* Any views expressed in this opinion piece are those of the author and not of Thomson Reuters Foundation.Ending malnutrition by 2030 will require a heroic effort from world leaders—and ordinary citizens everywhere. The challenges are daunting.
Kathy Spahn is president and CEO, Helen Keller International.
Over the past two months, the international community has been informed by new data, and new warnings, about the drivers of global hunger and the number of people worldwide who suffer from malnutrition. On November 6, the United Nations held a high-level briefing to alert members states to this evidence.
Clearly, the world has dramatically reduced the scale of hunger emergencies and increased its commitments to improve nutrition.
- Between 2000 and 2015, hunger levels in the world’s poorest countries fell by 29 percent.
- Since 2012, the number of children who suffer from stunting, largely caused by chronic malnutrition, has declined by 9 percent.
- Three years ago, world leaders pledged to end hunger and malnutrition in all its forms by 2030, and the United Nations declared 2016-2025 “The Decade of Nutrition.”
However, we are now experiencing tragic setbacks. According to the new UN hunger report released September 2018, global hunger is on the rise for the third year in a row—after ten years of decline—due to the impact of climate shocks, conflict, and economic slowdowns.
The number of extreme disasters related to climate shocks has doubled since the early 1990s, according to the UN report. Tragically, the populations who can least afford it are paying the price. In October, another stark new report from the United Nations' Intergovernmental Panel on Climate Change warned that the world faces a significant risk of worsening food shortages and poverty by 2040 as a result of climate change.
Enough food does not mean enough nutritious food
Today, 821 million worldwide are undernourished—one in every nine people. Yet this statistic only accounts for the number of people who do not get a sufficient daily intake of calories. Enough calories—or food—does not mean enough nutritious food. Micronutrients like vitamin A, folate, iron, and zinc are vital.
One in every three women of reproductive age is affected by anemia, much of which is caused by inadequate nutrition. Among pregnant women, severe anemia from iron deficiency can cause premature delivery, low birth weight, and maternal and child deaths.
Malnutrition is the single greatest threat to child survival today, contributing to more than 45 percent of all child deaths worldwide. Malnutrition is preventable and treatable.
Unlocking invaluable potential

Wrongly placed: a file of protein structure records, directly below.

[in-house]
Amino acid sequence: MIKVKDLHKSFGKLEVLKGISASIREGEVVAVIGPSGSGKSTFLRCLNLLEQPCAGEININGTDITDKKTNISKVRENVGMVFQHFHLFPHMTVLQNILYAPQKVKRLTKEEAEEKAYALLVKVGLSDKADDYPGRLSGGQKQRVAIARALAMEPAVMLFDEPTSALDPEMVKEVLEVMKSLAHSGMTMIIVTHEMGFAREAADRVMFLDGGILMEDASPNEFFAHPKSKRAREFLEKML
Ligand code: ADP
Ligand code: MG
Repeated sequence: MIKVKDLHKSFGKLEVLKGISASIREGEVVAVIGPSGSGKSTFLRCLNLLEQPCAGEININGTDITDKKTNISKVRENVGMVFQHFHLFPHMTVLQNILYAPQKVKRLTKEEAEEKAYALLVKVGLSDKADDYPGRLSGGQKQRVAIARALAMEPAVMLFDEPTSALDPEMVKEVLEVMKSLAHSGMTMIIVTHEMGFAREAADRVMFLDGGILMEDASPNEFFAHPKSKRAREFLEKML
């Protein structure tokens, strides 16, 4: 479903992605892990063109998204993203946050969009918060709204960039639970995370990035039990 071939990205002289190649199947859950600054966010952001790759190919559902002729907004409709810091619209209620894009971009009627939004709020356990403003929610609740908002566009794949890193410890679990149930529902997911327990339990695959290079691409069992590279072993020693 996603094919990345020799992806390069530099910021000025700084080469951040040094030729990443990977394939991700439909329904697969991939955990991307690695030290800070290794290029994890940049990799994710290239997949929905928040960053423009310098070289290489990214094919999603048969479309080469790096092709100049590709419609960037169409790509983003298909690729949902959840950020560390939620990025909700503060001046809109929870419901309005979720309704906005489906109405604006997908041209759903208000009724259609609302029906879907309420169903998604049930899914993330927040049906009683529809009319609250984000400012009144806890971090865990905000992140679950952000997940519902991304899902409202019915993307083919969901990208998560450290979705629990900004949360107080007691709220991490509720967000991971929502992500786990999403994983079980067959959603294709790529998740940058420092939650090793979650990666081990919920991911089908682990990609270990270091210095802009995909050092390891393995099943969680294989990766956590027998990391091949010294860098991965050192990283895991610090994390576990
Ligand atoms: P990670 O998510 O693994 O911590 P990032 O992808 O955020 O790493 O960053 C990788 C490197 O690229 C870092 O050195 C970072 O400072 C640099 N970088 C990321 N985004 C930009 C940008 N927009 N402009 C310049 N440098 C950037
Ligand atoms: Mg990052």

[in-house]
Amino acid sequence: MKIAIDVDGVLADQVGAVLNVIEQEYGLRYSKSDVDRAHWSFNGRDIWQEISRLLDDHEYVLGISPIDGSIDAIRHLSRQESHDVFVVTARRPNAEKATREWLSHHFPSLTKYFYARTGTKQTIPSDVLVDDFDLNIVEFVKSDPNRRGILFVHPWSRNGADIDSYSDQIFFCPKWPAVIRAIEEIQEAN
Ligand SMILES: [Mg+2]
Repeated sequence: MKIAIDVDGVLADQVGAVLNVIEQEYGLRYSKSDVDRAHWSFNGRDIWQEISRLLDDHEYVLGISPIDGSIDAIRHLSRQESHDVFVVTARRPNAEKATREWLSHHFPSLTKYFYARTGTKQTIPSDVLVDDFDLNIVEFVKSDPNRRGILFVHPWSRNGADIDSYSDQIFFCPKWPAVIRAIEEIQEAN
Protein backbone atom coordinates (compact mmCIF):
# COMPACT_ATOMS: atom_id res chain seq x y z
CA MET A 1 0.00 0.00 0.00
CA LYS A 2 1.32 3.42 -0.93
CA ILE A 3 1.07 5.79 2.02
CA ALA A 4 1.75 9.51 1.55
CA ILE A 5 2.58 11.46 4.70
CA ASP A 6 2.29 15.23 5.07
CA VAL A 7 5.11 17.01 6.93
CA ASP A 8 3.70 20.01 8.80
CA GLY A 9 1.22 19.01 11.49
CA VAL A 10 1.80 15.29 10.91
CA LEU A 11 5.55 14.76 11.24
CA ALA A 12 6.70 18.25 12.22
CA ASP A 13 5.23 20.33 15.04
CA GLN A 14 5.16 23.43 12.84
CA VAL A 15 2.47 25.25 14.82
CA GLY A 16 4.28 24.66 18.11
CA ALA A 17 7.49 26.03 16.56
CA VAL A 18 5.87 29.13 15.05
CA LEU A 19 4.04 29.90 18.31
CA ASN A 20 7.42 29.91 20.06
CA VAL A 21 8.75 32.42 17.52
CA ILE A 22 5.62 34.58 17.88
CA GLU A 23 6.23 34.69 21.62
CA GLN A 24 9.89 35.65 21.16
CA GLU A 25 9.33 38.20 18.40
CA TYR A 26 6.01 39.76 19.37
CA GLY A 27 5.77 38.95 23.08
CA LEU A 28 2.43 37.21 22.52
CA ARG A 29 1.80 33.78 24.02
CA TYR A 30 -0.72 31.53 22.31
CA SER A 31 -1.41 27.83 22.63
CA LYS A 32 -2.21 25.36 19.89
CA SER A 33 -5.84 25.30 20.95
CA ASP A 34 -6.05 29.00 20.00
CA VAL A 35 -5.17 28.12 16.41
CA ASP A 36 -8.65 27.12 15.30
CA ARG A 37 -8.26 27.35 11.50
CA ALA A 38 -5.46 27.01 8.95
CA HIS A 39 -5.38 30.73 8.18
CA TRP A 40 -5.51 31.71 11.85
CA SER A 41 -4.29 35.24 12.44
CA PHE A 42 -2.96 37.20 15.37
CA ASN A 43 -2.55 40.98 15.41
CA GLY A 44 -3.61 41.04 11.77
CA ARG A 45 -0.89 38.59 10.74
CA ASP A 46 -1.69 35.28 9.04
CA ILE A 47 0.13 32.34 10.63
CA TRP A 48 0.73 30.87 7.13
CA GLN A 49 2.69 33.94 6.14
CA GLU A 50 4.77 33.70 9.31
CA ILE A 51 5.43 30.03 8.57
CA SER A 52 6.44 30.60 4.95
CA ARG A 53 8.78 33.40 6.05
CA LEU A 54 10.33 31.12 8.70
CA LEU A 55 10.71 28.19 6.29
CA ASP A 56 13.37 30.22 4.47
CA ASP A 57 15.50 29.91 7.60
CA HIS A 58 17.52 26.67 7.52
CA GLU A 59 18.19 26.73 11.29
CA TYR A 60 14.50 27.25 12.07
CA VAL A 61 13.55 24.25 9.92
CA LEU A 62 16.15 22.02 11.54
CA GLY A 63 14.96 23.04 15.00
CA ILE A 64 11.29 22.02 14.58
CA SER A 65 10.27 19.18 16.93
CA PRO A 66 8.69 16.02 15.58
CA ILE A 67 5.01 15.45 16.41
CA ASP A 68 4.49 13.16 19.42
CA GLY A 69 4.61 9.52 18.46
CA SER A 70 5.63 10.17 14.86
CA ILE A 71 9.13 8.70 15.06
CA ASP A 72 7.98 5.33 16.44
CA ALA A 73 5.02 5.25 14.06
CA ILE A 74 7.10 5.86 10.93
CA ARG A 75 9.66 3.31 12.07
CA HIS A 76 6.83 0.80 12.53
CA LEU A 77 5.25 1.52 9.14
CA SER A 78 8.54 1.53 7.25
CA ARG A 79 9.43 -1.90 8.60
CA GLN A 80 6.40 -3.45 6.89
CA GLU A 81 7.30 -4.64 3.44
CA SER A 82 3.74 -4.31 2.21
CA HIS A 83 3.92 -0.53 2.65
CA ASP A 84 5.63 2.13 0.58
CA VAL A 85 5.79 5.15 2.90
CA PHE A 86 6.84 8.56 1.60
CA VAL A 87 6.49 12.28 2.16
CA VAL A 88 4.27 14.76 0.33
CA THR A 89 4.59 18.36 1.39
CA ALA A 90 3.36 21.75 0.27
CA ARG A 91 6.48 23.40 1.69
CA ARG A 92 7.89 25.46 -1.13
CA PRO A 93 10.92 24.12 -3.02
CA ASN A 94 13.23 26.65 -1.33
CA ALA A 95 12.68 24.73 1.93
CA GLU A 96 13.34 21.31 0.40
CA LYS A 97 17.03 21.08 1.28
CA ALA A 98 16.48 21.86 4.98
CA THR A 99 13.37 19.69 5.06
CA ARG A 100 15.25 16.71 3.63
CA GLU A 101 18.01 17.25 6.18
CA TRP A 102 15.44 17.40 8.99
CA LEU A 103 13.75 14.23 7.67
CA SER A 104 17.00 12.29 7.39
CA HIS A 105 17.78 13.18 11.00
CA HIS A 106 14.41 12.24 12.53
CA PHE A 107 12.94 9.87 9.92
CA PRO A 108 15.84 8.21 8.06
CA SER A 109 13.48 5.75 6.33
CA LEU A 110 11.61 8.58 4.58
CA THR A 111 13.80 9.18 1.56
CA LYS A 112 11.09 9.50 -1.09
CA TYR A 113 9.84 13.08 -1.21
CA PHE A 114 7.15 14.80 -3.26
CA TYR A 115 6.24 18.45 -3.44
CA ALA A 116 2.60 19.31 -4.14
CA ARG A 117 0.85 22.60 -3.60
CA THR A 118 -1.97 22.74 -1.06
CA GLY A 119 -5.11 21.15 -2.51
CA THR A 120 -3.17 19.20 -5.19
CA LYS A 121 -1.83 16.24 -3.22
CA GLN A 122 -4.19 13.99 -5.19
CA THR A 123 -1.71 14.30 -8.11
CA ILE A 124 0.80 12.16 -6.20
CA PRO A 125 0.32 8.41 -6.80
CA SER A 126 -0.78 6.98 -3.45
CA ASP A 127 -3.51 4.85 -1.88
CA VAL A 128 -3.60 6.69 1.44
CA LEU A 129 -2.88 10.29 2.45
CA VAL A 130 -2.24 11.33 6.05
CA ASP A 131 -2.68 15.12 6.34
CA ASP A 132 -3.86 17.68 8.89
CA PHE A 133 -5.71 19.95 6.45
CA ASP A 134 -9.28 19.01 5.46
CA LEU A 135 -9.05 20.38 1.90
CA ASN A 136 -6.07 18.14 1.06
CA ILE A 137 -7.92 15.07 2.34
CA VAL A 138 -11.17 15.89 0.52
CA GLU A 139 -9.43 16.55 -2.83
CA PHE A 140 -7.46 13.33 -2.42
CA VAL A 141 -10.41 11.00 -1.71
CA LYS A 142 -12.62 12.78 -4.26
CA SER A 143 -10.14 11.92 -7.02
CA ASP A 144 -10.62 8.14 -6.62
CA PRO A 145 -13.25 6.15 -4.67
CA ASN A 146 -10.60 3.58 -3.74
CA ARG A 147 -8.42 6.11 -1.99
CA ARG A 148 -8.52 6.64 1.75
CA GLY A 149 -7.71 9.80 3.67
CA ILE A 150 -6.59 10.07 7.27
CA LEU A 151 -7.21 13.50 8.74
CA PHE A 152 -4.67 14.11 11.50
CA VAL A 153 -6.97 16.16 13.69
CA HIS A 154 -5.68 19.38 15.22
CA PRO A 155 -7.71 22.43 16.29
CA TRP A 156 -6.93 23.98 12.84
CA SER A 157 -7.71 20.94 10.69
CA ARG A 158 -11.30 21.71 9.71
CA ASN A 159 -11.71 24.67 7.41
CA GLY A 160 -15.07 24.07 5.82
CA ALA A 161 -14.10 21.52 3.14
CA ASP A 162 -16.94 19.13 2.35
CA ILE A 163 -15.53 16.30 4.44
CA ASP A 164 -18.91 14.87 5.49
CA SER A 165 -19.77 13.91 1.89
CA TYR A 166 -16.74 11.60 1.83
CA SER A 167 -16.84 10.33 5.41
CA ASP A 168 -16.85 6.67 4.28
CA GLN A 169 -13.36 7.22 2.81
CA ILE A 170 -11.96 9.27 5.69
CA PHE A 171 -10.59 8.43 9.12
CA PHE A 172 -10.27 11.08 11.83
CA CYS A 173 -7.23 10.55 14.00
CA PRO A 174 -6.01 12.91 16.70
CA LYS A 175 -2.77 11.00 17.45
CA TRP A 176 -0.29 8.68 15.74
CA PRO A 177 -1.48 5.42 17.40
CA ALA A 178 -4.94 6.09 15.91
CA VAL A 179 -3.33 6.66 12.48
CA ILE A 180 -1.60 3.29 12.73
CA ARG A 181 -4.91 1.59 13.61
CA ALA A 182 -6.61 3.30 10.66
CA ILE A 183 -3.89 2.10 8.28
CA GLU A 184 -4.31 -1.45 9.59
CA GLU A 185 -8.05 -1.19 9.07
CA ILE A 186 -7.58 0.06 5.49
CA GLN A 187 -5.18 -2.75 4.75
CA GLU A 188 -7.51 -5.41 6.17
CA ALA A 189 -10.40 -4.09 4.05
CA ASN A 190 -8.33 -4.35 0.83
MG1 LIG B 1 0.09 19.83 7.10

Good nutrition is critical to the healthy growth and development of children, especially in the 1,000 days from the start of pregnancy to a child’s second birthday. It is also important for their cognitive development, and hence, educational success—both of which are vital determinants of labor productivity and economic growth.
Good nutrition is also an essential driver of economic growth. The World Bank estimates that for every $1 invested in nutrition, a country can expect a $16 return in economic and health benefits.
Evidence shows that a set of high-impact nutrition actions can save hundreds of thousands of lives annually.
These actions include promoting exclusive breastfeeding, educating caregivers about good nutrition and hygiene practices, providing supplements for women during pregnancy and for infants after birth, empowering families to grow nutritious foods on household farms, and strengthening community-based health care.
Simple solutions deliver dramatic results
If nearly every mother in the world breastfed her baby, the deaths of 823,000 children and 20,000 mothers each year could be prevented. Nutrition experts estimate that a 40 percent decrease in stunting by 2025 could add over $80 billion to national incomes.
The new UN data warns that ending malnutrition also requires immediate action to help vulnerable communities become more resilient to climate shocks.
In South Asia, one of the most flood-prone regions of the world, national and international partners are training local disaster management committees to predict and withstand floods, while also improving nutrition by strengthening and diversifying homestead food production by families and encouraging them to adopt optimal infant and young child feeding practices.
In sub-Saharan Africa, better ways of assessing and quantifying levels of food insecurity—and efforts to increase investments in nutrition—are saving lives. These actions—combined with holistic programs to fortify key staple foods with micronutrients, strengthen and diversify rural livelihoods, and empower small-scale farmers to increase production of drought-resistant, nutritious crops—can protect communities from food crises.
Helen Keller International delivers such programs in 19 countries across Asia and Africa.
Ending malnutrition by 2030 will require a heroic effort from world leaders—and ordinary citizens everywhere. The challenges are daunting.
As our founder Helen Keller said, “You will succeed if you persevere.”